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Why The AMC And Warner Bros. Deal Has HBO Max Subscribers Fuming

It's no secret that the COVID-19 pandemic has changed the way we watch movies. Even with vaccine roll-out ramping up and restrictions lifting, many people still express hesitation at going to movie theaters, as reported by The Washington Post. Studios have therefore been offering dual theatrical and streaming releases for many hotly-anticipated titles, making new movies available at home for subscribers.

However, while this new system is certainly better than no movies at all, it has been met with some backlash across the industry. Making films available at home means lower box office returns, and actors are not happy. Scarlett Johannson recently made headlines when she sued the Walt Disney Company, alleging they did not honor her contract for "Black Widow," as the terms of her salary were negotiated for a theatrical release only prior to the pandemic.

Movie theater companies were among some of the worst hurt by the pandemic, and they are eager to bring in profits now that theaters are open again. However, making films available on streaming has led to less of a financial uptick than anticipated for theaters, as reported by Bloomberg. Now, AMC Theatres and Warner Bros. have come to a deal in the hopes of pleasing both companies — but it may not please audiences.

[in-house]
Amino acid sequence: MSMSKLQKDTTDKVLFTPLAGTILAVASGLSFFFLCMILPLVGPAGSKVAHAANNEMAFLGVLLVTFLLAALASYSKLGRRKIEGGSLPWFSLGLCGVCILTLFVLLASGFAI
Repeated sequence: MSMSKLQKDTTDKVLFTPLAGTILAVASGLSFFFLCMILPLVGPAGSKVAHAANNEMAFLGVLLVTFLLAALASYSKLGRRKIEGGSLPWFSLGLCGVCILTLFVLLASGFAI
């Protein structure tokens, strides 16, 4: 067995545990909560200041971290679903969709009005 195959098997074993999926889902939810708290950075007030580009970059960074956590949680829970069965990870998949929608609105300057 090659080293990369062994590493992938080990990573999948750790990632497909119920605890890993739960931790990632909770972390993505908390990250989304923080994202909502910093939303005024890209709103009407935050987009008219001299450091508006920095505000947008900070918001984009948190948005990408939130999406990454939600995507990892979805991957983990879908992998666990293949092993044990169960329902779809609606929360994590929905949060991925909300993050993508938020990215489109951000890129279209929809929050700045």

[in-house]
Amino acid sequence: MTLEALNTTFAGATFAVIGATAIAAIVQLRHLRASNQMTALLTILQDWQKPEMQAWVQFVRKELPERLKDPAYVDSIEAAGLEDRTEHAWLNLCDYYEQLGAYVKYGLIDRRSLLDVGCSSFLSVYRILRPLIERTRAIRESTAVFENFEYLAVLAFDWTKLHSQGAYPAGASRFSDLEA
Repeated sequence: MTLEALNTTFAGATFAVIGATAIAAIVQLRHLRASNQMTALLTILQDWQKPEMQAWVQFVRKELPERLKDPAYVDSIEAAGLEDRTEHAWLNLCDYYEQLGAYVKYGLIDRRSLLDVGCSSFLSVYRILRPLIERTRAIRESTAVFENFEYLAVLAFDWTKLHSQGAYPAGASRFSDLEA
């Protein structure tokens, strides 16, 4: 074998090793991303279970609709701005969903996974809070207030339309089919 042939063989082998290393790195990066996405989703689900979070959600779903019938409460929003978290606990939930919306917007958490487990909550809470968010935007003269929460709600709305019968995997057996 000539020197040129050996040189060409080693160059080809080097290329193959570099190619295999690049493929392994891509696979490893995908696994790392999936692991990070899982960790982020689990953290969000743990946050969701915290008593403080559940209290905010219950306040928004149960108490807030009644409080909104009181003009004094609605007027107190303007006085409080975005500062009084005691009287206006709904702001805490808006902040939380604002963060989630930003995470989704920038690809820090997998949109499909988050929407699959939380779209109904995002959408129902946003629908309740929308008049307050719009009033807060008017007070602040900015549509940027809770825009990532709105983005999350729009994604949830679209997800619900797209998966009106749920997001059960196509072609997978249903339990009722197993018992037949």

HBO Max subscribers will have to wait to see new Warner Bros. releases on streaming

As reported by Variety, AMC Theatres and Warner Bros. have reached a formal agreement to show the studio's 2022 releases on the big screen for an exclusive 45-day window, including hotly anticipated DC films like "The Batman" and "The Flash." The deal means that audiences will have to wait to see any Warner Bros. releases on their streaming service, HBO Max

AMC CEO Adam Aron commented on the deal, calling it "gratifying that Warner Bros is yet again embracing a theatrical window" (via Variety). The theater chain hopes this deal will lead to more, with Aron remarking, "We're in active dialogue with every major studio on this topic. We're hearing considerable support that an exclusive theatrical window is an important way to build a successful movie franchise."

While this is certainly a net positive for those poised to profit from theater-goers, the deal is less appealing for audiences. As the COVID-19 Delta variant continues to spread across the world, as reported by the CDC, many people are still hesitant about returning to confined indoor spaces, like theaters. In such a precarious time, it's difficult to predict what the film industry will look like this time next year. However, as seen by this deal, AMC and Warner Bros. are willing to meet in the middle to ensure the highest profits for both companies, and it's likely other studios will follow suit — and movie aficionados will have no choice but to accept.